Thursday, September 9, 2010


Before Challenger was born, we were hoping for a grey alpaca from that breeding match-up. Challenger's sire is our light silver grey male, Tucker. We knew from a genetic standpoint, Tucker could either pass on his grey gene, or his black gene. That makes a 50% chance of grey. Challenger's dam, Victoria, is a brown, but a reddish brown often referred to as maroon. (Pictures of each parent can be found on the website I linked to from their name). Victoria has a black gene (from her sire) and a brown gene. Victoria could pass on either, giving the cria a 50% chance of brown or 50% chance of black. Combining the color genetics of both parents, the odds stack up to this: 25% black, 25% silver grey, 25% brown, and 25% rose grey.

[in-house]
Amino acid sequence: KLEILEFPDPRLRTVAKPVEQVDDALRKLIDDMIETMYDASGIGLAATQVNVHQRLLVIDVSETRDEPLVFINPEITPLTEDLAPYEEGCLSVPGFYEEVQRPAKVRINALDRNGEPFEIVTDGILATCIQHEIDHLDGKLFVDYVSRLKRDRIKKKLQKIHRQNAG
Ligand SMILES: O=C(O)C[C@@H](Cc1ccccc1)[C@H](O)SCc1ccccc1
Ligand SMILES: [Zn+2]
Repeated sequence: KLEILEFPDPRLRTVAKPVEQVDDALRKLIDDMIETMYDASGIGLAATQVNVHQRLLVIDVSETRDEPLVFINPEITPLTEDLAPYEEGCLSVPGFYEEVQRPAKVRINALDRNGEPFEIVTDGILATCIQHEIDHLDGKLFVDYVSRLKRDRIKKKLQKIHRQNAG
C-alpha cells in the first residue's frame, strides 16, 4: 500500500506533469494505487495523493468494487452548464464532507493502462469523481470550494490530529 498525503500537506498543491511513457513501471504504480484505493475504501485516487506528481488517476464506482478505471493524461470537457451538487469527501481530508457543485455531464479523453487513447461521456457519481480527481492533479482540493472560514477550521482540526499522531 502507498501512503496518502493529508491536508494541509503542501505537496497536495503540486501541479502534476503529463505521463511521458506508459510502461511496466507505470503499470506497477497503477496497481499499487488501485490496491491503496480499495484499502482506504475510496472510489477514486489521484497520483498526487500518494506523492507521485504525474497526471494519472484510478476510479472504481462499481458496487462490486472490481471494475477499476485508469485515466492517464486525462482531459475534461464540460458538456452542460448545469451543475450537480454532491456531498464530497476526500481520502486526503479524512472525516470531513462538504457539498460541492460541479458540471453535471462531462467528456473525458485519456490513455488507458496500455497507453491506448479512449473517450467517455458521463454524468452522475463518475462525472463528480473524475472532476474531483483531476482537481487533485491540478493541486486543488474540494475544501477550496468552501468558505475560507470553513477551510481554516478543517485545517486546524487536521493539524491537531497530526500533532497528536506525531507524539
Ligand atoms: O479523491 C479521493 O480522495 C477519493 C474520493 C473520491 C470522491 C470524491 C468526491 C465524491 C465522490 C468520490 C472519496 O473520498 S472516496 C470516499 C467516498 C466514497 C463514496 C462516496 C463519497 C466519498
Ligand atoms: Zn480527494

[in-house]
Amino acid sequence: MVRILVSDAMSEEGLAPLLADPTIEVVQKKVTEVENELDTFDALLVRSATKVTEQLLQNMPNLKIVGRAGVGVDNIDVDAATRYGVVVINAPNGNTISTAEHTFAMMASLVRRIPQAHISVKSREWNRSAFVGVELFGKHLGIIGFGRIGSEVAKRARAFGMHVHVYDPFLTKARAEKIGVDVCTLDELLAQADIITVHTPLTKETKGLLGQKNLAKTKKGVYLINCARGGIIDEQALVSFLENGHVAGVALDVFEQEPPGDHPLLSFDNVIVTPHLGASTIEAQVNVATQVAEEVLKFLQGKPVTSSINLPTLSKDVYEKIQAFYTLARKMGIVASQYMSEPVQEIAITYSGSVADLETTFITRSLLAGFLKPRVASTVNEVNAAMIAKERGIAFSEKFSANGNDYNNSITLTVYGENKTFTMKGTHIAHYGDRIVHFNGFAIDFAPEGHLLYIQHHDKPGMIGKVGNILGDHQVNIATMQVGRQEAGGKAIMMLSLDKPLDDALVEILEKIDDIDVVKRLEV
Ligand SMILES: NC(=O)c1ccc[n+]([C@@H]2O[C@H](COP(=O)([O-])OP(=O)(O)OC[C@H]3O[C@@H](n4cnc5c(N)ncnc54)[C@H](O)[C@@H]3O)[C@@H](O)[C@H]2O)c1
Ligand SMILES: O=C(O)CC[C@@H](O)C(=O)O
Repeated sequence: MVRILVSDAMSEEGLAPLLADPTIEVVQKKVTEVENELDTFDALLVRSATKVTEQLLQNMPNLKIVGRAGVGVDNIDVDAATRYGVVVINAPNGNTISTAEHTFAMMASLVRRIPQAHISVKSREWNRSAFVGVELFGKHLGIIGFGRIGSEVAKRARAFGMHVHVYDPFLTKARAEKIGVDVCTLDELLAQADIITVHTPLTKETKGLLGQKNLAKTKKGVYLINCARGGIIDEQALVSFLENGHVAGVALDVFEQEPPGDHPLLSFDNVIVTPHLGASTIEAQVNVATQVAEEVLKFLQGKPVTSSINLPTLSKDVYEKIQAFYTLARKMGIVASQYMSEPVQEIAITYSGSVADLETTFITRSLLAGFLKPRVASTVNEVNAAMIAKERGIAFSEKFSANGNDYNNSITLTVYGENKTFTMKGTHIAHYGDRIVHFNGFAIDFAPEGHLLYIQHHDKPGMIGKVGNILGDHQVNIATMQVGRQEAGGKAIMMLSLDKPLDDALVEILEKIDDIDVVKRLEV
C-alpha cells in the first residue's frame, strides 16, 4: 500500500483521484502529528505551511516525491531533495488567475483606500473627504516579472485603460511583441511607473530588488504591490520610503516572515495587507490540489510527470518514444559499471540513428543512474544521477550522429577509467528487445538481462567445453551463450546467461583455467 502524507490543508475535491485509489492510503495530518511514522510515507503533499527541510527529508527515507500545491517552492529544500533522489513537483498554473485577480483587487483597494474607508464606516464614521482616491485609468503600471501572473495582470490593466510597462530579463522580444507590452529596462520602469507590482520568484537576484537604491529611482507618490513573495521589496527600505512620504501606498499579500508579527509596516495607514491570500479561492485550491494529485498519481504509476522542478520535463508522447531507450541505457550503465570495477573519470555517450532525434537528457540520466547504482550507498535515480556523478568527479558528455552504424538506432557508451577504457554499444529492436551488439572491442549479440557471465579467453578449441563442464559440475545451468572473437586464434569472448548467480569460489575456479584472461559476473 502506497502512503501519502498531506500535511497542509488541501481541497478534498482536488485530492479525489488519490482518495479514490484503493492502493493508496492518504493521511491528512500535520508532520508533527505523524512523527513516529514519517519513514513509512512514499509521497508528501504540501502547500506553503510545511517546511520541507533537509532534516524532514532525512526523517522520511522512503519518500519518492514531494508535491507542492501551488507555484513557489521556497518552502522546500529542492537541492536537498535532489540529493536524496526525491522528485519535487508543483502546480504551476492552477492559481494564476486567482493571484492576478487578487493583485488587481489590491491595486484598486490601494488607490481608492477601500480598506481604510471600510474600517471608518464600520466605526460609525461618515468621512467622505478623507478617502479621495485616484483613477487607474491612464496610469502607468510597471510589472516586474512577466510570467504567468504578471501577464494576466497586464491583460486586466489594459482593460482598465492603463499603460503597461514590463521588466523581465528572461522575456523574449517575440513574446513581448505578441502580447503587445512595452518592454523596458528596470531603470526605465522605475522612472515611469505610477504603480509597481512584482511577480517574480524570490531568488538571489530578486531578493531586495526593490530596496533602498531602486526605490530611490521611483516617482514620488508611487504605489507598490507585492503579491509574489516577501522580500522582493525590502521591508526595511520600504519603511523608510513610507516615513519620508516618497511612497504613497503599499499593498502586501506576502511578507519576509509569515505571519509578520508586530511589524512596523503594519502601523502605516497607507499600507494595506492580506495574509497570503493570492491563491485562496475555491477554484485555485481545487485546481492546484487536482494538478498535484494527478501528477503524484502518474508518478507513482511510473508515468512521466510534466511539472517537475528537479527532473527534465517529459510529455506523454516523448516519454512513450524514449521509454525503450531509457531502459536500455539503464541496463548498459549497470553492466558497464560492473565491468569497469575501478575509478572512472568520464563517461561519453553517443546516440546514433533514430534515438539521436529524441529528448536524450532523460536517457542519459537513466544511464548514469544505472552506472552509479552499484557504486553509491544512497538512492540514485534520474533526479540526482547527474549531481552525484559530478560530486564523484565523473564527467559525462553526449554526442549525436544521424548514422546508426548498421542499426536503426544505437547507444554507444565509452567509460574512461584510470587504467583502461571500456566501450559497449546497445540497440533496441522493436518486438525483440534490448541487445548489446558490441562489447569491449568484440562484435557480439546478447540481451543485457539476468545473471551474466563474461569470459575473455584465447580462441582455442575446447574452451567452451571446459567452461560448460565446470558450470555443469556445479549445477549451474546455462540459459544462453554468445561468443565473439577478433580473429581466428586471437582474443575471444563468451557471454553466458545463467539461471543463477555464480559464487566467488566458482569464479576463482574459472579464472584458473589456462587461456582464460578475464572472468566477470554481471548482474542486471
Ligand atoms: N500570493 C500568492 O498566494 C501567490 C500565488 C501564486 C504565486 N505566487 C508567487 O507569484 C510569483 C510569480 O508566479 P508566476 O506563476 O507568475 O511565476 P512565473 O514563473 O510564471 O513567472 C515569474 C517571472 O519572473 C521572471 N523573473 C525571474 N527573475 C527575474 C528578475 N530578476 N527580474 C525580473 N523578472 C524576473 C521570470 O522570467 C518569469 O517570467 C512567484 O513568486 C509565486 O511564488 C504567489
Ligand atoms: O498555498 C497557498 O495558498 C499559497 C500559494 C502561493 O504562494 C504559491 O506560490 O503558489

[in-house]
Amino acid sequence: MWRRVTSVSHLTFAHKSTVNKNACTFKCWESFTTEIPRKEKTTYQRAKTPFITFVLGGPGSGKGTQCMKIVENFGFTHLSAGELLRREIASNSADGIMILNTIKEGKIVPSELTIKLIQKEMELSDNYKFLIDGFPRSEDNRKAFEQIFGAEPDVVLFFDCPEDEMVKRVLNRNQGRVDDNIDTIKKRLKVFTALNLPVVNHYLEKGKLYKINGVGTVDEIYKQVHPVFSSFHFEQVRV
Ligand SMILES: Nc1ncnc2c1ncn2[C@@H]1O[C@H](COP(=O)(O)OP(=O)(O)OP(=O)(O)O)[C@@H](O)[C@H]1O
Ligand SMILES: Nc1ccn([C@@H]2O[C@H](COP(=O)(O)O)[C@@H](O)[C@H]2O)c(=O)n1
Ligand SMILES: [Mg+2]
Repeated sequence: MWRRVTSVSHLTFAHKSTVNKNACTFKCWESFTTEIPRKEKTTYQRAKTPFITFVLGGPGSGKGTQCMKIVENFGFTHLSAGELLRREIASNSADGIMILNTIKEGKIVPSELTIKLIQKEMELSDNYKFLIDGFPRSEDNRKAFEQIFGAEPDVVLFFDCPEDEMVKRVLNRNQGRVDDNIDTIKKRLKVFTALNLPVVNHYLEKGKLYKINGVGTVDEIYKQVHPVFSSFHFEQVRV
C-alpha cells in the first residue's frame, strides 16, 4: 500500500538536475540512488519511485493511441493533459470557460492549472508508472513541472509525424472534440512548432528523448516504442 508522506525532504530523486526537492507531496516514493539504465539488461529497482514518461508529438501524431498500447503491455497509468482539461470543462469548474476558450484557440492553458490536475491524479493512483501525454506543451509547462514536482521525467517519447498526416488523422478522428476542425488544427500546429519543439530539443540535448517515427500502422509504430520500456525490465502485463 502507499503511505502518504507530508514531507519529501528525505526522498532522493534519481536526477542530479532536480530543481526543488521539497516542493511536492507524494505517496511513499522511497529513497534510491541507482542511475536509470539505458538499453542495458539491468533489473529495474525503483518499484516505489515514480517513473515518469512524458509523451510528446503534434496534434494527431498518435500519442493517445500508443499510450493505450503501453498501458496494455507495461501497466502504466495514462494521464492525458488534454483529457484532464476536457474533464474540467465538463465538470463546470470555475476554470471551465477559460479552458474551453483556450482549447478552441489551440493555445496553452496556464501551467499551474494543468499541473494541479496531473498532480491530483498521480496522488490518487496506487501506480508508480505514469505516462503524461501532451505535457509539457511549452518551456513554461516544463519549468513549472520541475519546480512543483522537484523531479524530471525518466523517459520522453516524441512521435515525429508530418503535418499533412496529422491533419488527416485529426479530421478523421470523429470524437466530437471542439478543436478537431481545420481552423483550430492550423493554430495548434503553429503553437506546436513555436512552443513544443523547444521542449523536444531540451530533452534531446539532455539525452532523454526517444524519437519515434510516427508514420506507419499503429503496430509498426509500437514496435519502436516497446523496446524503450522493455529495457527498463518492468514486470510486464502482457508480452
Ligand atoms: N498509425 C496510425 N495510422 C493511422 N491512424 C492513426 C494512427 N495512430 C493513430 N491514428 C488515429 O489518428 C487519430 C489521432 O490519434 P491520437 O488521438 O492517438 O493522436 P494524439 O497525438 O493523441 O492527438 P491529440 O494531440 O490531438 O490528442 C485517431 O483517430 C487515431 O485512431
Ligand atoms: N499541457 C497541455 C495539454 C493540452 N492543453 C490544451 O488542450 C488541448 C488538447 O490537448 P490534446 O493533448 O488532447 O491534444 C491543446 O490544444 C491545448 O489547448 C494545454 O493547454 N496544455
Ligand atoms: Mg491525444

When Challenger was born, we could see the grey on his face, the grey patches on his legs, and some grey sprinkled in his blanket. Having had a cria that wasn't quiet grey enough for the grey class (our Pocahontas who color checked as "indefinite dark" rather than grey), we were leery to jump right to thinking Challenger is grey.

Now that he is shorn, we can see the grey all over him. I don't think he will have any problem color checking as rose grey!

Unfortunately he is a very active boy who does not like his picture taken. Those were the best I could get. He does have quite a few spots all over him. In the grey class, spots are not considered a defect. Spots are so common among greys that it is fully accepted. I will say that one thing I like about our grey male, Tucker, is that he has almost no spots, especially on his blanket. I prefer the look of no spots. But, Challenger may just change my mind on spots.

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